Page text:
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The Making of My Middle Child

By Caitlin Murray Giles

How do you turn a gregarious, happy-go-lucky three year-old boy into a disgruntled, emotional wreck? It's simple really. Just add another baby to your family and make him a middle child. Then you can watch birth order stereotypes play out right under your own roof.

The birth of my third child in December 2008 brought many changes to our family. I knew that adding more kids meant that my husband and I were going to have to work harder to meet (or at least try to meet) everyone's needs. I anticipated that my two older kids would do what they had to do to get their fair share of attention. But I did not fully understand what this change would mean for my three year-old son. He went from being the doted-upon baby of our family to the middle child and he has quickly embraced his new role.

No offense to all of you middle children out there, but this is not a good thing.

When I googled "middle child personality traits," there was more bad news than good. Apparently, middle children never feel that they have their parent's undivided attention. They supposedly feel unloved, left out or "squeezed." A child that is the middle of three children may feel like life is unfair. He may become discouraged and think of himself as the "problem child." I even came across this tongue-in-cheek definition for something called “middle child syndrome:

"Middle child syndrome is often characterized by: lack of friends (a loner), inability to maintain relationships, extreme creativity (writing, music, art, etc.), an easy going personality, trouble choosing a career path, trouble maintaining a career, quick loss of interest in things, negative outlook on life, half-assing, and indecisiveness."

I mean, it's nice to be creative and easy going, but who wants an indecisive “half-asser” on their hands?

Psychologists and researchers disagree over whether birth order really has a lasting impact on personality development, but we can all cite anecdotal evidence that it does. My husband and I are both fairly stereotypical firstborns. Same goes for our first-born daughter.

My son just seems like a very different little boy since he became a middle. Before our new baby was born, he was predictably sweet and easy. Even his birth was easy (one push, thank you very much). He was a great eater and an even better sleeper. If I said put it down, or bring it to Mommy, or please hold my hand, or spit it out, he complied. He was happy to share his toys at play groups and freely gave out hugs and kisses.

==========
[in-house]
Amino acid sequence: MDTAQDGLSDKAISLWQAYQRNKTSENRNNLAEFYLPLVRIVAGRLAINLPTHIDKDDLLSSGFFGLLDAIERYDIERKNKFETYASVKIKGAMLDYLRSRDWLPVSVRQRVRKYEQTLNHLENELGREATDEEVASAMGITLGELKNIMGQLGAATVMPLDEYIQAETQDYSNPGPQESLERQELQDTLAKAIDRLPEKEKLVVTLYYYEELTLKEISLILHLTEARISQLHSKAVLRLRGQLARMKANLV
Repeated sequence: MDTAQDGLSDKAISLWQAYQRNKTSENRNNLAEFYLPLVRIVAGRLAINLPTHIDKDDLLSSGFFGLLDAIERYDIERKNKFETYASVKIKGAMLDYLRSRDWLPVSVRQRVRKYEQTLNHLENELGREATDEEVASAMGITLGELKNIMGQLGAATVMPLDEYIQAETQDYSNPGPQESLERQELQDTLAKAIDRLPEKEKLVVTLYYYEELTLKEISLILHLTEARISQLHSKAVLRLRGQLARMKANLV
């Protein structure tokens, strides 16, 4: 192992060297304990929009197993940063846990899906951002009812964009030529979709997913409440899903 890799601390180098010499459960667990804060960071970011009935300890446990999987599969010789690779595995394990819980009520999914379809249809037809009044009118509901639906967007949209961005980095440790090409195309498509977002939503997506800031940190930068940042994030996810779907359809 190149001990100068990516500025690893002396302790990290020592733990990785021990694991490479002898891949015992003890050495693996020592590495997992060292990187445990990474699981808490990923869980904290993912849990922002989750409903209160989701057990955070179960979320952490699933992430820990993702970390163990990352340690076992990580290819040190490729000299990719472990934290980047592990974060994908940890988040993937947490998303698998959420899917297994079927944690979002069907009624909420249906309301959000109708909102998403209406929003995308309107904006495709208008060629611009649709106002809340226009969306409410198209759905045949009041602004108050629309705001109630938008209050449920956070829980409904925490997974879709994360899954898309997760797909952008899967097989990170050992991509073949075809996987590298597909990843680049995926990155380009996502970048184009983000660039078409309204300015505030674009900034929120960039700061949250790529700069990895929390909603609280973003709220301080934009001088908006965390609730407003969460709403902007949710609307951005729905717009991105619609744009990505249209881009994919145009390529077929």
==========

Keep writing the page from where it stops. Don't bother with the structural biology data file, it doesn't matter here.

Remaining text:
Since becoming a middle, my little guy seems unsatisfied with his lot in life. He is grumpy. And he is trying to tell me in every possible way that he isn't getting what he needs. Sometimes he is literally screaming it -- like when he sits by himself on the living room floor surrounded by toys shouting, "WILL SOMEBODY PLEASE PLAY WITH ME!" Or when I ask him to talk quietly so he doesn't wake the baby and he screams, "I NO WANNA SHHHHHHH!" until he does in fact succeed in waking the baby. Other times the message is more subtle -- like when he overflows the bathroom sink for the twentieth time and waits for me to discover his handiwork, smiling from ear to ear.

Part of me thinks that all of this birth order talk is just silly. If he were our only child, would he be any different? Or maybe he is just a typical three year old exploring new behaviors, boundaries and moods. But other times it seems pretty obvious that the change in our family dynamics is responsible for the change in him.

Don't get me wrong -- this is still my sweet little boy -- baby, middle or whatever. And the kid is only three so I think it is too early to say whether he is going to have employment or relationship problems. But as much as I reassure myself that he gets all sorts of other benefits from having two siblings, I recognize that being sandwiched between an attention-hogging older sister and a needy baby brother is not such a great thing sometimes.

So for now, I am making more time for him and his toys on the living room floor, laying off the SHHHHishes, and looking forward to the time when it is my new baby overflowing the bathroom sink.


Caitlin Murray Giles is a freelance writer and mother of three living in Chicago. Read more about her adventures with her little ones at A Hen and Two Three Chicks. She will also be writing for the Wee Windy City blog in Chicago, which launches later this week. If you are interested in guest blogging in On Parenting, please e-mail parenting@washingtonpost.com